Historical public opinion data indicates that Democrats’ economic trust gap has affected their electoral support for some time now. Analyzing American National Election Studies (ANES) data back to 1984, we looked at the voting behavior of people who said their finances had become “much worse” in the previous year, with the assumption that these voters are most attuned to the economy when making their vote choice. Democrats used to dominate with these struggling voters. Bill Clinton won 79% with them in his victorious 1992 campaign, but Walter Mondale also won 68% in the Republican wave election of 1984. But there’s been a consistent downward trajectory in Democrats’ support with these voters since 2004. Kerry matched Clinton’s support with these voters at 79%, but Obama’s support dropped to 68% in 2008. And since 2012, Democrats have only won one-in-three of these voters.

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Biden’s unique brand and voters’ belief that Democrats could get COVID-19 under control helped the party win despite the economic trust gap in 2020, but Democrats may face consequences at the ballot box if it is not addressed ahead of 2022 and 2024. Looking at data from exit polls in 2020, Democrats face dramatic deficits on the economy with the voters to whom it matters most in 2022 swing states. In Pennsylvania, Democrats lost by 70 points with voters who said the economy was their most important voting issue. In Wisconsin, they lost that group by 72 points, by 75 in Georgia, and by 83 points in Arizona. In Ohio, where Sherrod Brown will be up for reelection in 2024, Democrats suffered a 79-point deficit with that slice of the electorate. In part, these 2020 numbers reflect Republicans prioritizing the economy over COVID-19 last year, but the extent of the margins cannot be dismissed on those grounds alone.  To maintain their narrow Congressional majorities and hold onto the presidency for another four years, Democrats need to address the economic trust gap—and quickly.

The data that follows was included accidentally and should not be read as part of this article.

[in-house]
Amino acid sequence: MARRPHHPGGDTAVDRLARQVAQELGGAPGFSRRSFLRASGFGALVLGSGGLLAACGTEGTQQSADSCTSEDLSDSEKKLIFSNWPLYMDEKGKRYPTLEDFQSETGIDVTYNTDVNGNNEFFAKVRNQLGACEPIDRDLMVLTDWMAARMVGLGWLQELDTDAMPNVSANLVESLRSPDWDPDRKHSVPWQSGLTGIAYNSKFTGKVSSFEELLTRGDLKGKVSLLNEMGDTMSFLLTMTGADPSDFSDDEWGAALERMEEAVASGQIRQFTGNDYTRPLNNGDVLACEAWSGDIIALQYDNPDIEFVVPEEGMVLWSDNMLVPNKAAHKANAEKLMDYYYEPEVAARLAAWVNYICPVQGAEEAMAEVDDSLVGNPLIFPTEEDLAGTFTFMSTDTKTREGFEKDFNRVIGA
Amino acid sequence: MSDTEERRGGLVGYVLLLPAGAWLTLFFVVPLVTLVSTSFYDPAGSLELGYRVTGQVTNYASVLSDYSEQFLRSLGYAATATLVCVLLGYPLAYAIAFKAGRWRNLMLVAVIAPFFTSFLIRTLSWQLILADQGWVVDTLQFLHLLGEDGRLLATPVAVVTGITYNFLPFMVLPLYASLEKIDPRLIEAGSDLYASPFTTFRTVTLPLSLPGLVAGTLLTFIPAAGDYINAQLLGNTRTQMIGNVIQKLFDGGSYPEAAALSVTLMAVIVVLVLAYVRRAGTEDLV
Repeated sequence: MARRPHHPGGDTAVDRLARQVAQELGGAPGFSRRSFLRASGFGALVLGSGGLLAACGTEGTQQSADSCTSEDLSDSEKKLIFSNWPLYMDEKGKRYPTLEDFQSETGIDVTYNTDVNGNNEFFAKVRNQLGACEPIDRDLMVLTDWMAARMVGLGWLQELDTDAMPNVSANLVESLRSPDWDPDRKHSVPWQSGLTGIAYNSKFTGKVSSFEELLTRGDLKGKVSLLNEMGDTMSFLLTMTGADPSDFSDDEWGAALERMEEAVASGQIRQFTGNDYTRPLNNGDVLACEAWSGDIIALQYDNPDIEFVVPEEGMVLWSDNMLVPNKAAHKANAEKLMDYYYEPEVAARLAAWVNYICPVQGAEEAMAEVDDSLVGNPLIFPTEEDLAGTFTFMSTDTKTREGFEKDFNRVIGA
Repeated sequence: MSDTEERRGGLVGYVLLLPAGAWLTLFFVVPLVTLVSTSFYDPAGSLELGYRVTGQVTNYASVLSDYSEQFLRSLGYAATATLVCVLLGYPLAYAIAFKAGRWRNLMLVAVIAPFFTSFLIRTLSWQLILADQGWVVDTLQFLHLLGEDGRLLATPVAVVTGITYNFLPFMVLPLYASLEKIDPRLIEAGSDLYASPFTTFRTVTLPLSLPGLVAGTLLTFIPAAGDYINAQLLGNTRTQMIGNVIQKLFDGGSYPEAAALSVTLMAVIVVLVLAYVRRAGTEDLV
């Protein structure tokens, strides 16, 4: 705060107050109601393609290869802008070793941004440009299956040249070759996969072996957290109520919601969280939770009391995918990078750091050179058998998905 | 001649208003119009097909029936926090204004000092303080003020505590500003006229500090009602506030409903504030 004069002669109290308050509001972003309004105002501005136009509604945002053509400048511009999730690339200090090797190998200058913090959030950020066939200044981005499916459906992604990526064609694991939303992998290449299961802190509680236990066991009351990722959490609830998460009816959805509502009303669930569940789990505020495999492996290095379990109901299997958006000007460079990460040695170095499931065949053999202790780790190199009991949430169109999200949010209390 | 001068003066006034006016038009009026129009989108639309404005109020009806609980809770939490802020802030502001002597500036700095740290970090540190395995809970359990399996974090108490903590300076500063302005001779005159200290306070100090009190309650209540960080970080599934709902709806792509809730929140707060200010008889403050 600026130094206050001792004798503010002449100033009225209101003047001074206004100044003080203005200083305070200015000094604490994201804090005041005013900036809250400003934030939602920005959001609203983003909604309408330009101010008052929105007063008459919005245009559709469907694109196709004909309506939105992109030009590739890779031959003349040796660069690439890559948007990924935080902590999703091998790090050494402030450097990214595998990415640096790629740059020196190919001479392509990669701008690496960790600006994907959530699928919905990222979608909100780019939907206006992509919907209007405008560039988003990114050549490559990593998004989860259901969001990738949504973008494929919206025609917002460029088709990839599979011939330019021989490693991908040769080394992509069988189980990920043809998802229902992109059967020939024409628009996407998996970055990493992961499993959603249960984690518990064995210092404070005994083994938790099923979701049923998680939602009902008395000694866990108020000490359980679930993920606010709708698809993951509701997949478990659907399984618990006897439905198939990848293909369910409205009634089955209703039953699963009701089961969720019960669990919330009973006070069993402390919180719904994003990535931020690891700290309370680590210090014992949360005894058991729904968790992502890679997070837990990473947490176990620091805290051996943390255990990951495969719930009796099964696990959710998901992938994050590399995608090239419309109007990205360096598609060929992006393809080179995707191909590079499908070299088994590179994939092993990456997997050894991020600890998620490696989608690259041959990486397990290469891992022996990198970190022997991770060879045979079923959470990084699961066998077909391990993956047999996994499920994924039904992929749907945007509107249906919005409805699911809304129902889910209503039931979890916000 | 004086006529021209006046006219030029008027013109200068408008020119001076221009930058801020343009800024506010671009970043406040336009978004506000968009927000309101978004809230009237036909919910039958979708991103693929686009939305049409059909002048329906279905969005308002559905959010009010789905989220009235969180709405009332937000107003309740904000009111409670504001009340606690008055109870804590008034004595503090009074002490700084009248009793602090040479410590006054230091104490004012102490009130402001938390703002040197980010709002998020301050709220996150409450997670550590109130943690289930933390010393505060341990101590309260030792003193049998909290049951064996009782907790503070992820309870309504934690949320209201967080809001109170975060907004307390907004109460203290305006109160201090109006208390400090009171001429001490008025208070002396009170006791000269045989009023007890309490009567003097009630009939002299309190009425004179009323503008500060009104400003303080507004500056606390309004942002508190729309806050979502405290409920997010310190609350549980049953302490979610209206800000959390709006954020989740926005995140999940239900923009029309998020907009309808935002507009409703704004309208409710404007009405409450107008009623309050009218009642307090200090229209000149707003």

Conclusion

Democrats face an enduring economic trust gap: voters have more confidence in Republicans on the economy and their financial well-being. This puts Democrats on tenuous electoral ground, where they must hope that other major issues break their way to win elections. This is not a viable path forward for strong, enduring majorities. Historical data suggests that Democrats have suffered electorally from the economic trust gap for at least the last decade, and it stood at 12 points through June of this year. President Biden’s and Democrats’ focus has rightly been on delivering urgent economic support as we work to overcome COVID-19, but to sustain electoral power, it is also essential that the party build back foundational economic trust with the American people. This begins by Democrats aligning themselves with Biden’s brand on the economy, which is far more popular than the party’s as a whole, even in these turbulent times.

Topics
  • American Electorate208